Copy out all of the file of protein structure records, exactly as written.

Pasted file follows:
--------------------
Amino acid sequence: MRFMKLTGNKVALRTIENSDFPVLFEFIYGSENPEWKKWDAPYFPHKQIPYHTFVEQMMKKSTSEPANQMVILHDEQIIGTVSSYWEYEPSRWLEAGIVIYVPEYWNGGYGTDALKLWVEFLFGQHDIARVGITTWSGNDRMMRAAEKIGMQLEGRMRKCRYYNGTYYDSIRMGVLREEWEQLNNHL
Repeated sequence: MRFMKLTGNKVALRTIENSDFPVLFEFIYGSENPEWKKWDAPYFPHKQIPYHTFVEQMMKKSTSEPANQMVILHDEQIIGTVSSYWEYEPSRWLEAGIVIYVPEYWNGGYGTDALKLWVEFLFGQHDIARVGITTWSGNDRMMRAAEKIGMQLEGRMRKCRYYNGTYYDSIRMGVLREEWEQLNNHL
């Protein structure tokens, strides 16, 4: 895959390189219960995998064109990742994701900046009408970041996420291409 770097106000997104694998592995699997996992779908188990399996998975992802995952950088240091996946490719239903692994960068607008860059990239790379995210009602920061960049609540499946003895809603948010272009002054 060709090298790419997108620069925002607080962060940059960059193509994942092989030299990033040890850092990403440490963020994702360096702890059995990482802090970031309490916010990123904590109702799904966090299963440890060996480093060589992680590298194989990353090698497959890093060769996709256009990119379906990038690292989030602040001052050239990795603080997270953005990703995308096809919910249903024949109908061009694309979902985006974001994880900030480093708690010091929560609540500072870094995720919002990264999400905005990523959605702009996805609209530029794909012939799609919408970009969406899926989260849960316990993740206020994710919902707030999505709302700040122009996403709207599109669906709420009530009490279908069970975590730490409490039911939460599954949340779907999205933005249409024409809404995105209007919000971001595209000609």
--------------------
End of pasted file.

Amino acid sequence: MRFMKLTGNKVALRTIENSDFPVLFEFIYGSENPEWKKWDAPYFPHKQIPYHTFVEQMMKKSTSEPANQMVILHDEQIIGTVSSYWEYEPSRWLEAGIVIYVPEYWNGGYGTDALKLWVEFLFGQHDIARVGITTWSGNDRMMRAAEKIGMQLEGRMRKCRYYNGTYYDSIRMGVLREEWEQLNNHL
Repeated sequence: MRFMKLTGNKVALRTIENSDFPVLFEFIYGSENPEWKKWDAPYFPHKQIPYHTFVEQMMKKSTSEPANQMVILHDEQIIGTVSSYWEYEPSRWLEAGIVIYVPEYWNGGYGTDALKLWVEFLFGQHDIARVGITTWSGNDRMMRAAEKIGMQLEGRMRKCRYYNGTYYDSIRMGVLREEWEQLNNHL
């Protein structure tokens, strides 16, 4: 895959390189219960995998064109990742994701900046009408970041996420291409 770097106000997104694998592995699997996992779908188990399996998975992802995952950088240091996946490719239903692994960068607008860059990239790379995210009602920061960049609540499946003895809603948010272009002054 060709090298790419997108620069925002607080962060940059960059193509994942092989030299990033040890850092990403440490963020994702360096702890059995990482802090970031309490916010990123904590109702799904966090299963440890060996480093060589992680590298194989990353090698497959890093060769996709256009990119379906990038690292989030602040001052050239990795603080997270953005990703995308096809919910249903024949109908061009694309979902985006974001994880900030480093708690010091929560609540500072870094995720919002990264999400905005990523959605702009996805609209530029794909012939799609919408970009969406899926989260849960316990993740206020994710919902707030999505709302700040122009996403709207599109669906709420009530009490279908069970975590730490409490039911939460599954949340779907999205933005249409024409809404995105209007919000971001595209000609």